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John A. List and Anya Samek

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John A. List and Anya Samek

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John A. List and Anya Samek

This research review discusses the most critical and influential articles that utilise field experimentation to answer questions of economic importance. Field experiments have gained popularity in recent years, allowing researchers to infer causal effects of different market environments, policies and interventions. The articles analysed here provide insights into market functioning and individual and group decision-making across a wide range of domains, including marketplace transactions, labor decisions, charitable giving, financial planning, and education and health-related decision-making. This research review will be an important resource for students new to the methodology and applications of field experiments and academics alike.
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John A. List and Anya Samek

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Edited by Victor J. Tremblay, Elizabeth Schroeder and Carol Horton Tremblay

The Handbook of Behavioral Industrial Organization integrates behavioral economics into industrial organization. Chapters cover concepts such as relative thinking, salience, shrouded attributes, cognitive dissonance, motivated reasoning, confirmation bias, overconfidence, status quo bias, social cooperation and identity. Additional chapters consider industry issues, such as sports and gambling industries, neuroeconomic studies of brands and advertising, and behavioral antitrust law. The Handbook features a wide array of methods (literature surveys, experimental and econometric research, and theoretical modelling), facilitating accessibility to a wide audience.
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Elizabeth Schroeder, Carol Horton Tremblay and Victor J. Tremblay

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Ekaterina Svetlova

In Chapter 2, financial decision-making is conceptualized as action-like decision-making and the idea of symmetrical ignorance is introduced. Both concepts provide the theoretical basis for the later empirical discussion. Also, both concepts point to the specific, not solely epistemic, nature of financial markets and suggest that the existing accounts of models and their use are insufficient as they particularly focus on scientific practices. In the chapter, financial models are discussed as instruments to guarantee investability and to create faith in markets. They help bridge symmetrical ignorance by participating in the diverse practices of decision-making and decision-selling. Financial models are considered the tools of formal calculation, story-telling, communication and theatrical performance.

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Models in “decision-selling”

Villains or Scapegoats?

Ekaterina Svetlova

In Chapter 5, I analyse model use for decision-selling, exploring how models are utilized to justify decisions and convince others to invest. Here, I demonstrate that financial models are applied not only to make decisions but also to communicate, provide legitimacy for decisions, perform impression management, reach a consensus and so on. These secondary functions can overlay the primary goals of model use (that is, calculation) and render models less important for immediate decision-making.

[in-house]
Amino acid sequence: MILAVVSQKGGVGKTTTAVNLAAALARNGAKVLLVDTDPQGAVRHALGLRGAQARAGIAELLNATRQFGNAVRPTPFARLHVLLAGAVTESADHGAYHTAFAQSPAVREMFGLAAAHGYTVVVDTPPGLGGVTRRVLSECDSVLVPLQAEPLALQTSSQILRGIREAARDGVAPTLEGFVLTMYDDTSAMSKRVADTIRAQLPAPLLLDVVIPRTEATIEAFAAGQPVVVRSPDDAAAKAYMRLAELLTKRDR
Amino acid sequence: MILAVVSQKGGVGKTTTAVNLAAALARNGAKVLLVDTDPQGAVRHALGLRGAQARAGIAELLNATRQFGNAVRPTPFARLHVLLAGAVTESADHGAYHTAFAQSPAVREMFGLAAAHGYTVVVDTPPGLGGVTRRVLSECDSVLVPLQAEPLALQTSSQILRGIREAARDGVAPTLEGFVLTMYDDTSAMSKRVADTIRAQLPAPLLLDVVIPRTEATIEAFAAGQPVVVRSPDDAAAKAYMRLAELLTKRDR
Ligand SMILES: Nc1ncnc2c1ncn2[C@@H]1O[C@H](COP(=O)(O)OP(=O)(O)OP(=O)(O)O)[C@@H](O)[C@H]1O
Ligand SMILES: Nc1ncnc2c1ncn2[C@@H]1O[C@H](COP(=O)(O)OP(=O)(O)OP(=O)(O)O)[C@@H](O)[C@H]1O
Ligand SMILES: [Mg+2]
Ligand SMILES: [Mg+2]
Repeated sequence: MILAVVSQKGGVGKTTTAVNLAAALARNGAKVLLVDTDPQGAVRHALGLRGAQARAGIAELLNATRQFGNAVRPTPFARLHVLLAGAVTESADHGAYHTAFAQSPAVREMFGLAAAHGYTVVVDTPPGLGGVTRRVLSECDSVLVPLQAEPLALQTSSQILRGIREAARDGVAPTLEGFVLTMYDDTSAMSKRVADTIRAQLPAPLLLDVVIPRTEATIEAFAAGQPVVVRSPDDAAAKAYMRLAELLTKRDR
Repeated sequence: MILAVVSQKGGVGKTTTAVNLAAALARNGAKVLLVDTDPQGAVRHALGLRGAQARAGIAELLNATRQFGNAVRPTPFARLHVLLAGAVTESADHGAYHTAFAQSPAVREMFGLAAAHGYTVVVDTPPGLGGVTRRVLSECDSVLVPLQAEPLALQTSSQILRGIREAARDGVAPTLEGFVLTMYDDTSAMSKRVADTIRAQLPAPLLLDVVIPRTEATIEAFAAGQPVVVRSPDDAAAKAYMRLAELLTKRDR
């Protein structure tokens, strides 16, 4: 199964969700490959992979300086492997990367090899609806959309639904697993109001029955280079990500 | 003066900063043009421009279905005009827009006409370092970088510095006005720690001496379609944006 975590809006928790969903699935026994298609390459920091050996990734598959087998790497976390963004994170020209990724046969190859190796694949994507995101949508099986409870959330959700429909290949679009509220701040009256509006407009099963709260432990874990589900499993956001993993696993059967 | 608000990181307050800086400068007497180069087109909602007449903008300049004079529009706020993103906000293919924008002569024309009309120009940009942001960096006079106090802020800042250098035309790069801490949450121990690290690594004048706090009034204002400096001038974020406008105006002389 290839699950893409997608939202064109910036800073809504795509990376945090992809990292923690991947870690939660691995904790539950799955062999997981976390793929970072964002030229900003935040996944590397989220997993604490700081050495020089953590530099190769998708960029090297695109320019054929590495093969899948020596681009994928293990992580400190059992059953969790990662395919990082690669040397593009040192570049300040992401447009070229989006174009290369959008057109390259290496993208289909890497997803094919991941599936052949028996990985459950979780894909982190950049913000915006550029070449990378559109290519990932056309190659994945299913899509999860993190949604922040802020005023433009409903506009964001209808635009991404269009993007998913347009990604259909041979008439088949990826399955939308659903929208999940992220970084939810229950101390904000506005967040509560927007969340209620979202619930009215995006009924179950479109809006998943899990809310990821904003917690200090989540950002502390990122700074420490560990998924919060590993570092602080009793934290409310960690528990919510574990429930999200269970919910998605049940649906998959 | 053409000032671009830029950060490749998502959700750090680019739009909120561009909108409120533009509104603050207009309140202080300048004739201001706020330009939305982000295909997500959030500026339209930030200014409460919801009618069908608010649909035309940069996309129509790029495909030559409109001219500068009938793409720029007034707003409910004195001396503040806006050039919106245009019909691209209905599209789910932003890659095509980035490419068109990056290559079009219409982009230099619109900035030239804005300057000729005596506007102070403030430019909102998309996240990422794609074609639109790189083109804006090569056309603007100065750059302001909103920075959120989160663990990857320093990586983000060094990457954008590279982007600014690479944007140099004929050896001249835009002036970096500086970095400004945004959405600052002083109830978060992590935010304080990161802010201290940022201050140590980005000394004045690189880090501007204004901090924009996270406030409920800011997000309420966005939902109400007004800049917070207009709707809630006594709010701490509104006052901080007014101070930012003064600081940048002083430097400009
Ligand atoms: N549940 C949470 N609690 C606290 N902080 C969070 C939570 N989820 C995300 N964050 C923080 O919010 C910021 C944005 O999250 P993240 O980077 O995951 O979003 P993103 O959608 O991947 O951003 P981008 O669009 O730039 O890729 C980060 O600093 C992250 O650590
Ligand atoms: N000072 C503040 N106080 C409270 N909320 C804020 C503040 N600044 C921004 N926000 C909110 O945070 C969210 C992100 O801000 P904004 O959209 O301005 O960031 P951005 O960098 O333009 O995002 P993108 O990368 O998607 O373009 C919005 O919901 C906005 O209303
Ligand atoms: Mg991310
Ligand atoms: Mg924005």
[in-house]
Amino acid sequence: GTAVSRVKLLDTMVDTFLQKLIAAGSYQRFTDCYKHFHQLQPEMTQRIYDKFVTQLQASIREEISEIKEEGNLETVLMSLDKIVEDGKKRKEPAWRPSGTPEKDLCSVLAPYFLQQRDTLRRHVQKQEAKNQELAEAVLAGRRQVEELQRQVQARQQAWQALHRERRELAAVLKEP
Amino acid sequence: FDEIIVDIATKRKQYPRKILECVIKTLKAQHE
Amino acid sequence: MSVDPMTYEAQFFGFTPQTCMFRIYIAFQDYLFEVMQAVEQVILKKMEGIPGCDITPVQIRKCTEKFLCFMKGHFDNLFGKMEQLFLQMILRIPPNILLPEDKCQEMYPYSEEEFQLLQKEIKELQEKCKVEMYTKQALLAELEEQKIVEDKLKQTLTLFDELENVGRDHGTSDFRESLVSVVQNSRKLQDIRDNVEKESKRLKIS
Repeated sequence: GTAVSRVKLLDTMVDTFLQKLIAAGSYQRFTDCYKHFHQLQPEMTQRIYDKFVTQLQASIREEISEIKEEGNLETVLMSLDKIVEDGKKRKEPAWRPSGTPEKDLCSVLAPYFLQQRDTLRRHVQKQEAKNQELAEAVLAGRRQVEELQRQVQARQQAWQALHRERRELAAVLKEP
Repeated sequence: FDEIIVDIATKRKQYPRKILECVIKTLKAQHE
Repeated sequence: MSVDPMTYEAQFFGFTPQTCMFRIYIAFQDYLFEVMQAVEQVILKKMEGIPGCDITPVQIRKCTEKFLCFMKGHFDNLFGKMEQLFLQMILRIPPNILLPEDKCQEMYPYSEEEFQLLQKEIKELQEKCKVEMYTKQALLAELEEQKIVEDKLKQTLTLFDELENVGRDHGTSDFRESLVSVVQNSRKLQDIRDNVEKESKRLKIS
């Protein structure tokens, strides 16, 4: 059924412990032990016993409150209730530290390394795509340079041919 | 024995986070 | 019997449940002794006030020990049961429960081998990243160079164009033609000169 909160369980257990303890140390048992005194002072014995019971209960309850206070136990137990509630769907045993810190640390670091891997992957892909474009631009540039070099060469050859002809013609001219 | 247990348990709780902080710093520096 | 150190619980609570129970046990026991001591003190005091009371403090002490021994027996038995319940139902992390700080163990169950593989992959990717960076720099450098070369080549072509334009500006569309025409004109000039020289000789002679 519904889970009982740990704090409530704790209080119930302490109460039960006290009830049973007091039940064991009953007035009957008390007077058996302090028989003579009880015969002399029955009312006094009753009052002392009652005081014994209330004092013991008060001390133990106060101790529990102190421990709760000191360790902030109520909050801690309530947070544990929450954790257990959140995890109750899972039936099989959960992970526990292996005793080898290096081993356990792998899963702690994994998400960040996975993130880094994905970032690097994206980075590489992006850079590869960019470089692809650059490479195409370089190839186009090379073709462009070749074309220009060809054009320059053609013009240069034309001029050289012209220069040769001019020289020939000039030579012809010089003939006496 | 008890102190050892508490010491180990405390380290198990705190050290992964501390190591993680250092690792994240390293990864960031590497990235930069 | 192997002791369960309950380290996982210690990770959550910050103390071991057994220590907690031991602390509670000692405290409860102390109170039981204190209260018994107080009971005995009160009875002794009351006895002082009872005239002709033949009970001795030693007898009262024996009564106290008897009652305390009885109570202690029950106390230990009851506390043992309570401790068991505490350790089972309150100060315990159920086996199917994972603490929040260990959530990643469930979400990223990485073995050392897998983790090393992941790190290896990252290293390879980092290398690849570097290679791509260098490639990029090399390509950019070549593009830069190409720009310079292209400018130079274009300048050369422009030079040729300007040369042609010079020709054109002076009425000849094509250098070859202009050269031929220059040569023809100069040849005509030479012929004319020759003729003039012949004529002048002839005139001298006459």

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Ekaterina Svetlova

In Chapter 3, an overview of the existing accounts of model use in the philosophy of science (with a particular focus on economic modelling) and social studies of science and technology (STS) is provided. Particularly, the pragmatic turn in modelling research that has taken place in these disciplines since the mid-1990s is highlighted. The pragmatic accounts argue that the gap between models and reality can be closed in the process of model construction and model use by means of pre-formulating the anticipated results, narratives, interpretations, power relations and the audience. The chapter shows how the social studies of finance have pursued research in this field, focusing on the pragmatic practices of modelling and model use in financial markets. The performativity account is discussed here and, at the same time, I plead for the “emancipation” of social studies of finance from its heritage – that is, from science studies and, particularly, from understanding models as purely “epistemic tools”.

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Financial models in decision-making

Villains or Scapegoats?

Ekaterina Svetlova

Following the theoretical discussions in Chapters 2 and 3, here I present numerous empirical accounts of financial model use in decision-making. I particularly focus on several styles of model use, that is, on how models are applied to overcome uncertainty and make investment decisions possible for model users. I classify and compare various patterns of model use in financial markets (“qualitative overlay”, “backing out” and models as “opinion proclaimers”) and discuss in detail the different latent functions of models. I show that, as models are combined with, “overlaid” and influenced by judgment, stories, emotions and the institutional environment in which they are applied, they are far less omnipotent than one might expect. The related model risks are also discussed in detail.